Humans are hardwired to love stories. They help us create connections between bits of information, bringing order to the random jumble of daily life.

This hardwiring can be a pro or a con for investors. Stories, after all, have their advantages. Peter Lynch encouraged investors to know the two-minute story for any stock they're thinking about buying. If you can boil down a company's story so that even a child could understand it, Lynch wrote, "then you have a proper grasp of the situation."

But stories can have the exact opposite effect in other cases. Sometimes the story is so good that investors fail to see the big picture. A great story doesn't necessarily make a good investment.

A horror story
One problem with stories is that they end happily -- and investors frequently focus too much on the best-case scenario.

That was one reason why investors looked at Cisco Systems (NASDAQ:CSCO), Nortel Networks (NYSE:NT), and JDSU (NASDAQ:JDSU) in 2000 and decided that these companies were worth hundreds of billions of dollars. The Internet was transforming the world, and these companies were the infrastructure. As the Internet grew, so would the infrastructure. What could go wrong?

In this case, the story was so convincing that investors valued these stocks far above what was reasonable. While the Internet was indeed growing rapidly, so was capacity. In fact, a glut was forming.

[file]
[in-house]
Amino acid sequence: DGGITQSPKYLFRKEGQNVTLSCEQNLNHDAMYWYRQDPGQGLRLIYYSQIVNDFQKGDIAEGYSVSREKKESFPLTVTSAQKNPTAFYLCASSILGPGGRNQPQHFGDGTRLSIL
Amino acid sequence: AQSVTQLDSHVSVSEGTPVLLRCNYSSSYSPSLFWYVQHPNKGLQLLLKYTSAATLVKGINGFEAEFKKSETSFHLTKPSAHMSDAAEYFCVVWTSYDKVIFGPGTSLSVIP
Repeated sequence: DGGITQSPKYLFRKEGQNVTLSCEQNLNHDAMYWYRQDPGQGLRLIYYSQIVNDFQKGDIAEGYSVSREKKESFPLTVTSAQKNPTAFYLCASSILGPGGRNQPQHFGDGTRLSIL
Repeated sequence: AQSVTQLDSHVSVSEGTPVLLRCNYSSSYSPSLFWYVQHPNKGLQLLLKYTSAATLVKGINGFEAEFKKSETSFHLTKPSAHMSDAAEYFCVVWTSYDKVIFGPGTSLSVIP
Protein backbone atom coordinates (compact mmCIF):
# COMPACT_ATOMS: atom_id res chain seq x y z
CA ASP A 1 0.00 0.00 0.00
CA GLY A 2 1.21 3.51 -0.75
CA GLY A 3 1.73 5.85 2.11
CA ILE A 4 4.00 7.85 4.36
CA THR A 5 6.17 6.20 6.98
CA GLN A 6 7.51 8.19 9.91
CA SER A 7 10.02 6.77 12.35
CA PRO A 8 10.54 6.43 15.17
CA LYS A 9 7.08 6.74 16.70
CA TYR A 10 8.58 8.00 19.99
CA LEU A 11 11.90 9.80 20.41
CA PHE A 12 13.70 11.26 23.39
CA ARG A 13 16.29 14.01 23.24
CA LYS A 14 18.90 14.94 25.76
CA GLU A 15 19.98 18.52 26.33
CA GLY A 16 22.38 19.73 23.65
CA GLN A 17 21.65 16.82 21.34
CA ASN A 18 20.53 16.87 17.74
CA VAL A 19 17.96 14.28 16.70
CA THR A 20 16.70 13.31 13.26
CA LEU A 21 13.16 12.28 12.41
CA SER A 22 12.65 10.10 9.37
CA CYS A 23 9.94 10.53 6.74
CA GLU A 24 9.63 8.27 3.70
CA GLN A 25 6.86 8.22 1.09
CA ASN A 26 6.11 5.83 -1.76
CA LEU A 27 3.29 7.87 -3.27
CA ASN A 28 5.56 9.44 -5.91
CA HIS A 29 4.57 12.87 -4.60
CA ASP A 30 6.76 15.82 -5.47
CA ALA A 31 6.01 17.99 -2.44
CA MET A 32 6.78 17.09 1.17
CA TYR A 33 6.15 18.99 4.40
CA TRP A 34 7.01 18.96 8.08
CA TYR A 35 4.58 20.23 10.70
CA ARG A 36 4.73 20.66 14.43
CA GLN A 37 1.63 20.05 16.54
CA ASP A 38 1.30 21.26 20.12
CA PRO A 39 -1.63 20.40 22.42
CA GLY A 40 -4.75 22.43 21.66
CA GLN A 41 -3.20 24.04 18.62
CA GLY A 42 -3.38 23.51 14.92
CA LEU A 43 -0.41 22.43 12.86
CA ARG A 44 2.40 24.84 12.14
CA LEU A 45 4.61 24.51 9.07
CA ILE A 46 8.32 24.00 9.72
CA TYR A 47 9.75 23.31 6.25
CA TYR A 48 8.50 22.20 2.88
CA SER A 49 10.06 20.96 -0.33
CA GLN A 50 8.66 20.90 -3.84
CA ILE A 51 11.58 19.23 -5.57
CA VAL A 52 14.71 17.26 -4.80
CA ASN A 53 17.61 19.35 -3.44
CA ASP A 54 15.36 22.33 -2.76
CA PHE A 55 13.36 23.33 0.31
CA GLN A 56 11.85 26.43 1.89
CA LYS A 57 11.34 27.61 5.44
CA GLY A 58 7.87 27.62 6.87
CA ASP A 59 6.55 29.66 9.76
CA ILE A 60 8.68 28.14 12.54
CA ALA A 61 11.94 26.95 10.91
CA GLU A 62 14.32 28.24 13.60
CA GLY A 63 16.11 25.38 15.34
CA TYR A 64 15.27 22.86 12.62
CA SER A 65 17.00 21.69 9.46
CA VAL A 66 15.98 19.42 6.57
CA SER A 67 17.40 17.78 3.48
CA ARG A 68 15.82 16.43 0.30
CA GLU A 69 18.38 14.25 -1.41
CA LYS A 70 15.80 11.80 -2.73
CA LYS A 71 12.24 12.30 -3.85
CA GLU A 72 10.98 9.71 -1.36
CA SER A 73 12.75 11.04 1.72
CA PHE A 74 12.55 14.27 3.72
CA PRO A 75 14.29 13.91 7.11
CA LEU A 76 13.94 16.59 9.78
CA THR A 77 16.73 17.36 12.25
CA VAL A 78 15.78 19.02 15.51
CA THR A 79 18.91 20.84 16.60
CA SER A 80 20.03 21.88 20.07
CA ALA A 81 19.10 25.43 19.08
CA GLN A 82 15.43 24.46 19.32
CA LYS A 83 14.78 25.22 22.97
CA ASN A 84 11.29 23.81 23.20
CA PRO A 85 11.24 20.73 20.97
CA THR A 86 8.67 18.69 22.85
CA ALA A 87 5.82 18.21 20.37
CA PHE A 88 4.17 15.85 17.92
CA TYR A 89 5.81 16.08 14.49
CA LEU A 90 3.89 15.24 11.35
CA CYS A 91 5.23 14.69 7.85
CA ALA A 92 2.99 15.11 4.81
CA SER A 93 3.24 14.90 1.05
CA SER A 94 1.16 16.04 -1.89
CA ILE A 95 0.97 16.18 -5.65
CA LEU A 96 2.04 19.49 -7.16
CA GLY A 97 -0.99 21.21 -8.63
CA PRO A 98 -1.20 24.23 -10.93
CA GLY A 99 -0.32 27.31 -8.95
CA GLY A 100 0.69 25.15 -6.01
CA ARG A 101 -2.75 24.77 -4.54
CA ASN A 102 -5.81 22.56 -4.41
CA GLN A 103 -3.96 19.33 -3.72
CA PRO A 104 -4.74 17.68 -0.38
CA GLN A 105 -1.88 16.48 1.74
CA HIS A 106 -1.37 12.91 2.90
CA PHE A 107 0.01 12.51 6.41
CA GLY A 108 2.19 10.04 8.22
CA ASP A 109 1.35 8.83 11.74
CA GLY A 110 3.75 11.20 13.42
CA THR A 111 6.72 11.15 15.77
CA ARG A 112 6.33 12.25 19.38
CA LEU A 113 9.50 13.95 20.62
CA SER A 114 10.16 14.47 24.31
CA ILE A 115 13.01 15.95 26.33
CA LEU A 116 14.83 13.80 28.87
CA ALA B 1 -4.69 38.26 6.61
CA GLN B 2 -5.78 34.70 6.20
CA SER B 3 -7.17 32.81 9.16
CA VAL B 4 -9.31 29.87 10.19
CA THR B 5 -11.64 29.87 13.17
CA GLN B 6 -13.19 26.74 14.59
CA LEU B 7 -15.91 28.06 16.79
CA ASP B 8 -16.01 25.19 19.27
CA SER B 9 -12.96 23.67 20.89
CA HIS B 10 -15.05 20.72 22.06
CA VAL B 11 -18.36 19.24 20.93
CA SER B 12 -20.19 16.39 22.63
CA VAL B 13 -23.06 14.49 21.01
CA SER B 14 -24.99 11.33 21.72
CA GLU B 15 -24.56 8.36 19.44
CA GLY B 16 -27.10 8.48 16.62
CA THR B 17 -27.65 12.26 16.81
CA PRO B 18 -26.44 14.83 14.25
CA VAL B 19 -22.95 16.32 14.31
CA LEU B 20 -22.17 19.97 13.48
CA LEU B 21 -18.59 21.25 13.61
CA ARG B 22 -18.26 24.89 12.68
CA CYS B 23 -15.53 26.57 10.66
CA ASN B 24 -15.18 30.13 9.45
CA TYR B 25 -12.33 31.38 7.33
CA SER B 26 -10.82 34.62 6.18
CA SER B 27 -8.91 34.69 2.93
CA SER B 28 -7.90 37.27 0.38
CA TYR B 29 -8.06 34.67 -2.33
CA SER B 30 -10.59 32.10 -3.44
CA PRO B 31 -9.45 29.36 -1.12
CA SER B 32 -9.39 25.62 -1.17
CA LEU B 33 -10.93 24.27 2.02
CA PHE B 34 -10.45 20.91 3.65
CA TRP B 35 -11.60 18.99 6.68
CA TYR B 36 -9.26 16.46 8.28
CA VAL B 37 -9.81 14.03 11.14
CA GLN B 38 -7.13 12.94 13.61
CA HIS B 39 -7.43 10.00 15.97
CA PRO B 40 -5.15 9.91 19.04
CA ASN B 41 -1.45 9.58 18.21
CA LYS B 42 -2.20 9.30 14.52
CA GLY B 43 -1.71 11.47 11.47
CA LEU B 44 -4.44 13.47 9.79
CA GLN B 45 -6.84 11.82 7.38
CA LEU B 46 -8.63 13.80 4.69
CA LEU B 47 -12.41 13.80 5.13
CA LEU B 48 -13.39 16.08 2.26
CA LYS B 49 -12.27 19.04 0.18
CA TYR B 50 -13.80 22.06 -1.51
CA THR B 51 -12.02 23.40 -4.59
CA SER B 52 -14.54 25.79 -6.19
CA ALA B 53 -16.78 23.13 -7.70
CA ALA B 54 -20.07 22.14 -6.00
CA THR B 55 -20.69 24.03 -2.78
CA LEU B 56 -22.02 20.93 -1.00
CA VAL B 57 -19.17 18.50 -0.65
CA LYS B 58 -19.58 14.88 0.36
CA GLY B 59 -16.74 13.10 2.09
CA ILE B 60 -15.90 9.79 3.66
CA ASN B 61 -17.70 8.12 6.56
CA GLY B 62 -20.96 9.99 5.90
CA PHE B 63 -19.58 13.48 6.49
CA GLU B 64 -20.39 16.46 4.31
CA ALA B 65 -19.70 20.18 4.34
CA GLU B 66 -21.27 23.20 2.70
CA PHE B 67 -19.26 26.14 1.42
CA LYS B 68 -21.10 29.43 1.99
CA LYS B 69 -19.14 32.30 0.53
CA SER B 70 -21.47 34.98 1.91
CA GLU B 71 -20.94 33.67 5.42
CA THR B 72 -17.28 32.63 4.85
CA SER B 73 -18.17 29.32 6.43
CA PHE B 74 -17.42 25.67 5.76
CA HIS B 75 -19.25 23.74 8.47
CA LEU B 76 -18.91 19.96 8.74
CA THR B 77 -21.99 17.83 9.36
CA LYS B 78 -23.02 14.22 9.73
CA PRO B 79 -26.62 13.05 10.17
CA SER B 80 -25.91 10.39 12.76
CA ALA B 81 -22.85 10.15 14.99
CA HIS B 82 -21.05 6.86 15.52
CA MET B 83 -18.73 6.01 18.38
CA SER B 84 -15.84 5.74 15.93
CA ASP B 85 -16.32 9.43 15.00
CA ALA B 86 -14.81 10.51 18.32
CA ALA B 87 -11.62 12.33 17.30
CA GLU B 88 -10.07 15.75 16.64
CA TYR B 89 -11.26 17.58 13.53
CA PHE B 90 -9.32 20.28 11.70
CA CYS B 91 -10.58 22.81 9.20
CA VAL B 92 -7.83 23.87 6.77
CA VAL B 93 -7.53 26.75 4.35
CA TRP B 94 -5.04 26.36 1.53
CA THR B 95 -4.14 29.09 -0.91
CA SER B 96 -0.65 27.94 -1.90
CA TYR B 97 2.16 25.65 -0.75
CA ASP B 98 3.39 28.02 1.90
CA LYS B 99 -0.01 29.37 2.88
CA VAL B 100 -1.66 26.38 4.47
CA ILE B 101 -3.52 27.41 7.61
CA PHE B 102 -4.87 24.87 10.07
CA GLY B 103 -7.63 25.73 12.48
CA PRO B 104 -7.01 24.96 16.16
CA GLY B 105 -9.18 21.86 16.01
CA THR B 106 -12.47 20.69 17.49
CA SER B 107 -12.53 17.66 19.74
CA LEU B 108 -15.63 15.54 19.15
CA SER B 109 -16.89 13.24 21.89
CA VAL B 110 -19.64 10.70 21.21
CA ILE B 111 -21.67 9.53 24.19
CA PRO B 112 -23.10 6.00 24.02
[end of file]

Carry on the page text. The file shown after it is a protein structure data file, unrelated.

We all know how the infrastructure story ended.

Find a romance
There's a simple way to weed out the steak stories from the sizzle stories. For any prospective investment, focus on:

  1. A company's competitive position.
  2. Its valuation.

If you find a compelling business story together with a slew of competitive advantages and a reasonable price tag, then you're looking at a promising long-term investment.

Take master investor Warren Buffett and the stocks he buys, for example. Companies such as American Express (NYSE:AXP), Burlington Northern Santa Fe (NYSE:BNI), and Procter & Gamble (NYSE:PG) not only have compelling business stories -- rising credit card penetration rates, the need to ship goods as oil prices rise, and accelerating growth in international markets, respectively -- but also competitive advantages and reasonable valuations.

The Foolish bottom line
By investing in solid values alongside good business stories, you're putting the odds in your favor when it comes to beating the market over the next few decades. Remember: A good story can't get it done alone.

If you're looking for some compelling stories trading at equally compelling valuations, our Inside Value investing service focuses on these types of situations -- and it's beating the market by 8 percentage points since its 2004 inception. You can check out all of our research and current recommendations with a 30-day free trial.

Fool contributor Richard Gibbons' story is one of overwhelming ecstasy, bleak despair, and chocolate-covered croutons. He does not have a position in any of the stocks discussed in this article. The Motley Fool has a disclosure policy.